|Publication number||US5096497 A|
|Application number||US 07/476,372|
|Publication date||Mar 17, 1992|
|Filing date||Sep 14, 1989|
|Priority date||Sep 20, 1988|
|Also published as||CA1331632C, EP0396671A1, WO1990003346A1|
|Publication number||07476372, 476372, PCT/1989/1078, PCT/GB/1989/001078, PCT/GB/1989/01078, PCT/GB/89/001078, PCT/GB/89/01078, PCT/GB1989/001078, PCT/GB1989/01078, PCT/GB1989001078, PCT/GB198901078, PCT/GB89/001078, PCT/GB89/01078, PCT/GB89001078, PCT/GB8901078, US 5096497 A, US 5096497A, US-A-5096497, US5096497 A, US5096497A|
|Inventors||James Beale, Peter S. Mills|
|Original Assignee||Fosroc International Limited|
|Export Citation||BiBTeX, EndNote, RefMan|
|Patent Citations (10), Referenced by (14), Classifications (14), Legal Events (5)|
|External Links: USPTO, USPTO Assignment, Espacenet|
The invention relates to a cement composition and in particular to such a composition for use in the production of concrete like materials for filling cavities in underground mines and like purposes. Compositions of the invention comprise two slurries to be mixed together. The invention is based on the realisation that by selecting specific phases for the cement component of one slurry certain advantages result in terms of cost and efficiency.
According to one aspect of the invention there is provided a composition to form a hardened cement, the composition comprising two slurries to be mixed together, the first slurry comprising water and a cement component comprising ferrite and C12 A7 or C11 A7 CX2 (where X is a halogen atom) and a reactive source of silica, and the second slurry comprising water, beta anhydrite, calcium oxide and/or calcium hydroxide.
The cement phase of the first slurry comprises a mixture of ferrite, ("C4 AF") and C12 A7 (these formulae are in cement industry nomenclature). As will be well known to those skilled in the art, the term ferrite embraces other phases based on C2 (,A F), as well as C4 AF. The presence of ferrite is beneficial because it is less reactive than the C12 A7 phase which gives the advantage of requiring less of a retarding agent to inhibit fast setting of the admixed slurries. Other cement phases typical of high alumina cements can be present and examples include CA, C2 AS, C2 S, Klein's compound and phases containing Fe0 or Fe0 itself. The ferrite and C12 A7 preferably make up about 50%, most preferably 65% to 85% by weight of the cement component. The C12 A7 may be replaced by C11 A7 CX2 where X is a halogen atom. The cement component will be made from a mineral clinker in known manner.
The reactive source of silica is preferably a ground granulated blast furnace slag. The blast furnace slag may be of any known type and derived from any source. The particle size may vary widely but should be related to that of the particles of the cement component. Preferably the slag has a specific surface area of about 3000 to about 6000 cm2 /g. The reactive source of silica may be provided by other ingredients in whole or in part such as pozzolans, pulverised fly ash, silica fume or other glassy mixtures of lime and silica.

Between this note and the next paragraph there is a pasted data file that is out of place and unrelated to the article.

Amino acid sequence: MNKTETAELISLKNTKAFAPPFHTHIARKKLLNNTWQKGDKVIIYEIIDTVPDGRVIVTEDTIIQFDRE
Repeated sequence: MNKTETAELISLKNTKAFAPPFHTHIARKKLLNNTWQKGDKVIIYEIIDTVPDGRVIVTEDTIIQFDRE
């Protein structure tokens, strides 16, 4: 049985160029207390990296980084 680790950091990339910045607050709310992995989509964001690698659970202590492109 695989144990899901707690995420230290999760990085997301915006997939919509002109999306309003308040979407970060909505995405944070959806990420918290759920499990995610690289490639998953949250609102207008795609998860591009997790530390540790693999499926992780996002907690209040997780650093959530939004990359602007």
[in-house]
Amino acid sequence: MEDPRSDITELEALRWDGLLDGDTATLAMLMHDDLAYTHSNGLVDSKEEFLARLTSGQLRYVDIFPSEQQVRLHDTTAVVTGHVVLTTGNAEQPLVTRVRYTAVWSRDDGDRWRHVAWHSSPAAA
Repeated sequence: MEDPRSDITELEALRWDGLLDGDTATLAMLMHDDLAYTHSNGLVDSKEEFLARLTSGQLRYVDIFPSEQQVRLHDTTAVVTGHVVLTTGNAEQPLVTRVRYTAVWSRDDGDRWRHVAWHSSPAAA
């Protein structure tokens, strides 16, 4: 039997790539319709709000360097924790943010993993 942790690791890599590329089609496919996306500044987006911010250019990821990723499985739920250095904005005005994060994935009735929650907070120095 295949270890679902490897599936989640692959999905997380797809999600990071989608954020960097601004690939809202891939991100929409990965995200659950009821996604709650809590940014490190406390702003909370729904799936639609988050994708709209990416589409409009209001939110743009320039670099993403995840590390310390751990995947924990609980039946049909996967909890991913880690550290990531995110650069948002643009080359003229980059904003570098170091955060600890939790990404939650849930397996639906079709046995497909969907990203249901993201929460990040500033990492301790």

The reactive source of silica is preferably present in a weight ratio of 0.1 to 0.6 silica source per 1 part cement component. Sufficient should be present to ensure that strength regression does not occur after admixture of the two slurries. If more of the reactive source of silica is present, the strength of admixture will be too low to provide early pack support for an underground road.
It is preferred to add a retarding/suspending system to the first slurry. Suitable retarders include polysaccharides, glucose, fructose, lactose, sucrose and the like. Suitable suspending agents include cellulose ethers, polymers such as polyacrylamides and polyethylene oxides and polyacrylates; gums such as guar gum, xanthan gum or gum acacia; starch, hectorite, bentonite, attapulgite and the like. It is essential that the second slurry contains calcium sulphate in the form of beta anhydrite because other forms of calcium sulphate when used alone do not give satisfactory results. Hydrated forms such as Plaster of Paris or gypsum both give strengths which are too low during the initial stages of the setting process and gamma-anhydrite hydrates very rapidly in water and gives similar results to the hydrated forms.
The beta anhydrite is preferably present in the second slurry so that when the slurries are mixed it will be present relative to the cement component in a ratio of from 3:7 to 4:1 by weight.
It is essential to include calcium oxide and/or calcium hydroxide to ensure that the maximum quantity of ettringite possible is formed.
In order to obtain sufficiently rapid and sufficiently high early strength development (a minimum of the order of 0.35 MNm-2 after 2 hours is desirable) together with high ultimate strength development when the cement composition has fully hardened, care should be taken in selecting the quantity of calcium oxide or calcium hydroxide which is used. Too little results in inadequate strength development but it is also possible to add too much with the result that the strength after one week is poor. The quantity used will be dependent on the quantity and nature of each of the other constituents which is present but in general good results are obtained when the quantity of calcium oxide and/or calcium hydroxide is from about 4 to about 8% by weight based on the weight of the cement component. The calcium oxide may be incorporated as such or as a latent source of lime such as Ordinary Portland cement.